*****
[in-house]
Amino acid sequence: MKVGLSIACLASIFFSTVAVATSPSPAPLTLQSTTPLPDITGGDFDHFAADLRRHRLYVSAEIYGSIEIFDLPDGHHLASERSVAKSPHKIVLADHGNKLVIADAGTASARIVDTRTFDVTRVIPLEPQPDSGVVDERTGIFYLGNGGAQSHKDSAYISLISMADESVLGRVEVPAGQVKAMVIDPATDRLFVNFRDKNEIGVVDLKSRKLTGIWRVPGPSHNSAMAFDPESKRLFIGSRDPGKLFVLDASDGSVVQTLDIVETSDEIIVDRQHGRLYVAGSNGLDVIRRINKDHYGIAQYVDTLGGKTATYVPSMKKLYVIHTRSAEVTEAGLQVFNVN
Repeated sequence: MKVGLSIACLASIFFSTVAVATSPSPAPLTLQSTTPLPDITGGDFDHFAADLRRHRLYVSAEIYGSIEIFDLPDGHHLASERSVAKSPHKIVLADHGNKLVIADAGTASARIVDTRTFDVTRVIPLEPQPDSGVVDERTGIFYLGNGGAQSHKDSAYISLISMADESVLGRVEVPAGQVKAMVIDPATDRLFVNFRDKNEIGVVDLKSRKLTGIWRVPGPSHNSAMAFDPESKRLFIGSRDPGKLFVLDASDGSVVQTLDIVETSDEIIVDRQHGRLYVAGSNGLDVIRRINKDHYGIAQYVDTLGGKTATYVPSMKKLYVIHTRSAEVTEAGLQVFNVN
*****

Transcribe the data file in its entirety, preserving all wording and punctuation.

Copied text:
[in-house]
Amino acid sequence: MKVGLSIACLASIFFSTVAVATSPSPAPLTLQSTTPLPDITGGDFDHFAADLRRHRLYVSAEIYGSIEIFDLPDGHHLASERSVAKSPHKIVLADHGNKLVIADAGTASARIVDTRTFDVTRVIPLEPQPDSGVVDERTGIFYLGNGGAQSHKDSAYISLISMADESVLGRVEVPAGQVKAMVIDPATDRLFVNFRDKNEIGVVDLKSRKLTGIWRVPGPSHNSAMAFDPESKRLFIGSRDPGKLFVLDASDGSVVQTLDIVETSDEIIVDRQHGRLYVAGSNGLDVIRRINKDHYGIAQYVDTLGGKTATYVPSMKKLYVIHTRSAEVTEAGLQVFNVN
Repeated sequence: MKVGLSIACLASIFFSTVAVATSPSPAPLTLQSTTPLPDITGGDFDHFAADLRRHRLYVSAEIYGSIEIFDLPDGHHLASERSVAKSPHKIVLADHGNKLVIADAGTASARIVDTRTFDVTRVIPLEPQPDSGVVDERTGIFYLGNGGAQSHKDSAYISLISMADESVLGRVEVPAGQVKAMVIDPATDRLFVNFRDKNEIGVVDLKSRKLTGIWRVPGPSHNSAMAFDPESKRLFIGSRDPGKLFVLDASDGSVVQTLDIVETSDEIIVDRQHGRLYVAGSNGLDVIRRINKDHYGIAQYVDTLGGKTATYVPSMKKLYVIHTRSAEVTEAGLQVFNVN